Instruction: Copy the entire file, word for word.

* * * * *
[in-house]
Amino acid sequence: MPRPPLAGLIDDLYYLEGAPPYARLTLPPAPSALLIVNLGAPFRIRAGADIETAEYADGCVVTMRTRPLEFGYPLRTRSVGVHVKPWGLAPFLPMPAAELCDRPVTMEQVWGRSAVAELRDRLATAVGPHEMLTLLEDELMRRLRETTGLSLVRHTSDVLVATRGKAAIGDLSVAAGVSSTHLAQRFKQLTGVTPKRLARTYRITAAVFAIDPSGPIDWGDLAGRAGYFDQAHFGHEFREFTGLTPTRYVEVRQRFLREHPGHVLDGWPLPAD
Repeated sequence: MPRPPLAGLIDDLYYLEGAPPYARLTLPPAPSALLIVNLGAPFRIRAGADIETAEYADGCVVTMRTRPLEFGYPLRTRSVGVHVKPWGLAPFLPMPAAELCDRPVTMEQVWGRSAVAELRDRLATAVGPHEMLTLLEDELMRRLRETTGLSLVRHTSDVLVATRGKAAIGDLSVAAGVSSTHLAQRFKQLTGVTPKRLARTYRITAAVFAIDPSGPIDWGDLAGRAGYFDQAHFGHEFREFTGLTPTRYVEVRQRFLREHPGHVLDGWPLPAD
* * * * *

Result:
[in-house]
Amino acid sequence: MPRPPLAGLIDDLYYLEGAPPYARLTLPPAPSALLIVNLGAPFRIRAGADIETAEYADGCVVTMRTRPLEFGYPLRTRSVGVHVKPWGLAPFLPMPAAELCDRPVTMEQVWGRSAVAELRDRLATAVGPHEMLTLLEDELMRRLRETTGLSLVRHTSDVLVATRGKAAIGDLSVAAGVSSTHLAQRFKQLTGVTPKRLARTYRITAAVFAIDPSGPIDWGDLAGRAGYFDQAHFGHEFREFTGLTPTRYVEVRQRFLREHPGHVLDGWPLPAD
Repeated sequence: MPRPPLAGLIDDLYYLEGAPPYARLTLPPAPSALLIVNLGAPFRIRAGADIETAEYADGCVVTMRTRPLEFGYPLRTRSVGVHVKPWGLAPFLPMPAAELCDRPVTMEQVWGRSAVAELRDRLATAVGPHEMLTLLEDELMRRLRETTGLSLVRHTSDVLVATRGKAAIGDLSVAAGVSSTHLAQRFKQLTGVTPKRLARTYRITAAVFAIDPSGPIDWGDLAGRAGYFDQAHFGHEFREFTGLTPTRYVEVRQRFLREHPGHVLDGWPLPAD